Selected tags: EDF

Kate Bonzon Responds to the Pew Catch Share Report

Kate Bonzon, EDF Director of Design Advisory ServicesI was hoping the Pew Environment Group’s new report, Design Matters: Making Catch Shares Work would provide some good information about how to design catch shares, but instead I found it over-simplistic,  somewhat confusing and lacking any new insight into catch shares and effective design.  Just about everyone agrees that catch shares can and should be designed for the unique needs of fisheries and the communities that depend on them. 

EDF has been working on catch share design for years, and recently released a 100+ page draft of a Catch Shares Design Manual that outlines a roadmap for designing catch shares based on experience from around the world.  (After an open peer review is done, we’ll finalize the manual.)  I agree with the title of Pew’s report.  Design of catch shares does matter.  It matters a lot. 

The overall feeling I left with was that Pew is comparing catch shares to an ideal world that doesn’t exist rather than to the reality of current management.  The report identified many issues that traditional management hasn’t solved, and makes the case that catch shares should solve all of those problems. 

The good news is that catch shares generally do make progress on those problems—and as they are adjusted over time they get even better.  These include setting an accurate, science-based cap, establishing an appropriate monitoring and enforcement program, managing multiple species, reducing bycatch and habitat destruction, and compensating fishermen who are caught in a system that has led to over-capitalization.

Pew is right that these are tough problems for fisheries, but they neglect to mention that catch shares are better at achieving positive outcomes than nearly any other management approach currently in use.  For example, Pew says:

“In some fisheries, improvements were more likely the result of hard TAC limits than an IFQ system.” 

What they failed to mention is that not only are catch share fisheries more likely to have a hard catch limit, but fishermen are also far more likely to stay within the identified catch limits.  And, the science behind those catch limits is also dramatically better than it was before catch shares were implemented.  In short, catch shares lead to more accurate science-based catch limits and fishermen who come in below catch limits, 5% on average

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Good Advice for Seafood Lovers

Tim Fitzgerald is an oceans scientist for EDFEver stare at the seafood counter and wonder where all that fish comes from? Maybe not, but I do, and a new article in Martha Stewart's Body+Soul magazine wades through some other issues that might be on your mind – overfishing, fish farming, omega-3s and mercury.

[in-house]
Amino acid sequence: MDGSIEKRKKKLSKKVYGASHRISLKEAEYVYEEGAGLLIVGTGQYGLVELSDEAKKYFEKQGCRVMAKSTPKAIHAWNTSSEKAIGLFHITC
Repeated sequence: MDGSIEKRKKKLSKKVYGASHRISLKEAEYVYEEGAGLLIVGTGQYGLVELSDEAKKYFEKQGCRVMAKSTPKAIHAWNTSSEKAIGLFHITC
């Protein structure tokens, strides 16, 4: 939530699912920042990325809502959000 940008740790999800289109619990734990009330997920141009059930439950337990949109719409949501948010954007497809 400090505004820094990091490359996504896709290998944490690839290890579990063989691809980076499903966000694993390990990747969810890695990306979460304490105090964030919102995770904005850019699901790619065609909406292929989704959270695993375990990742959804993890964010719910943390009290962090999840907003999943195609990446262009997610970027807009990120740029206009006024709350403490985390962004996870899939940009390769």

Although the article sugar coats a few things (e.g. wild fish generally being a safe, sustainable option – not true), it contains some good advice. First and foremost – get to know the people that sell you fish. They can be your best ally in making good choices and are often a wealth of knowledge.

Second, don't be afraid to ask questions like, 'Where is this fish from?', 'Is it farmed or wild?', etc. This will help steer you in the right direction.

Third, its OK not to know all the answers. The seafood market is a big, confusing place. Luckily EDF's Seafood Selector has done the hard work for you, and provides clear guidance on what fish are healthy for you and the oceans. Its available online, in print, and optimized for mobile devices.

Our oceans are in trouble, and seafood lovers are on the front lines of the crisis. Making smart choices at the fish counter (and in restaurants) can go a long way towards revitalizing our critical marine ecosystems.

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EDF/Brookings Event, Steps for U.S.-Cuba Cooperation on Oceans

Dr. Doug Rader, EDF Oceans Chief Scientist, presenting at an event on Cuban fisheries at Brookings Institution.Dr. Doug Rader, EDF Oceans Chief Scientist, presenting at an event on Cuban fisheries at Brookings Institution.Dr. Doug Rader, EDF Oceans Chief Scientist, presenting at an event on Cuban fisheries at Brookings Institution.

At least on the surface, relations between the U.S. and Cuba appear to be warming. Fidel Castro was even seen wearing a lapel pin with the U.S. and Cuban flag on it, so timing couldn’t have been better for a meeting hosted by EDF and the Brookings Institution where a new path was outlined for the U.S. and Cuba to work together on protecting the diverse marine resources in the Gulf of Mexico, the Caribbean Sea and the Atlantic Ocean (read more about EDF's Ocean program initiatives in Cuba).

Dan Whittle, EDF The panel of experts at the Brookings Institution.

Dan Whittle, EDFDan Whittle, EDFDan Whittle, EDFThe experts at the meeting agreed that the environment could be the easiest issue for the two countries to collaborate on since so much is shared, and so much is at stake. Whatever Cuba does in its waters directly affects, for example, the U.S. fishing industry and vice-versa. Other shared resources include coral reefs, ocean fish populations, habitats for migratory birds, marine mammals and turtles, and the list goes on.

Among the many bright spots on this issue is that President Obama already has the authority to authorize government-to-government initiatives or American NGO projects in Cuba.

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